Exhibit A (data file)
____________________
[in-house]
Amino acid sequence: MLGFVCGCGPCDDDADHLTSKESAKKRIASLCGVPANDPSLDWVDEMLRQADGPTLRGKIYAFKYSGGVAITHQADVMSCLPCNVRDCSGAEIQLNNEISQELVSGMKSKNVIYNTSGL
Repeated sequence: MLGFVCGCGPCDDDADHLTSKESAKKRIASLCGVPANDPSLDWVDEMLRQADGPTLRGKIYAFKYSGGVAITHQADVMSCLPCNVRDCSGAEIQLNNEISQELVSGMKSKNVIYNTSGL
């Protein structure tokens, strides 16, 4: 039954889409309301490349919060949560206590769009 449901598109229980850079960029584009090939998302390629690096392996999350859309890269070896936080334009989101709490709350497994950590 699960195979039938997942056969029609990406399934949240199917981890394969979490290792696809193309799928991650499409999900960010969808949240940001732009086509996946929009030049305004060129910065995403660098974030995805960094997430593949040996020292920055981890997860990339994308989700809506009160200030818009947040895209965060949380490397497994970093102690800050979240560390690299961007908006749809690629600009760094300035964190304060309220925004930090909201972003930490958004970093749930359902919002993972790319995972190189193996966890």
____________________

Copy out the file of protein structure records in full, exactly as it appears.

[in-house]
Amino acid sequence: MLGFVCGCGPCDDDADHLTSKESAKKRIASLCGVPANDPSLDWVDEMLRQADGPTLRGKIYAFKYSGGVAITHQADVMSCLPCNVRDCSGAEIQLNNEISQELVSGMKSKNVIYNTSGL
Repeated sequence: MLGFVCGCGPCDDDADHLTSKESAKKRIASLCGVPANDPSLDWVDEMLRQADGPTLRGKIYAFKYSGGVAITHQADVMSCLPCNVRDCSGAEIQLNNEISQELVSGMKSKNVIYNTSGL
């Protein structure tokens, strides 16, 4: 039954889409309301490349919060949560206590769009 449901598109229980850079960029584009090939998302390629690096392996999350859309890269070896936080334009989101709490709350497994950590 699960195979039938997942056969029609990406399934949240199917981890394969979490290792696809193309799928991650499409999900960010969808949240940001732009086509996946929009030049305004060129910065995403660098974030995805960094997430593949040996020292920055981890997860990339994308989700809506009160200030818009947040895209965060949380490397497994970093102690800050979240560390690299961007908006749809690629600009760094300035964190304060309220925004930090909201972003930490958004970093749930359902919002993972790319995972190189193996966890």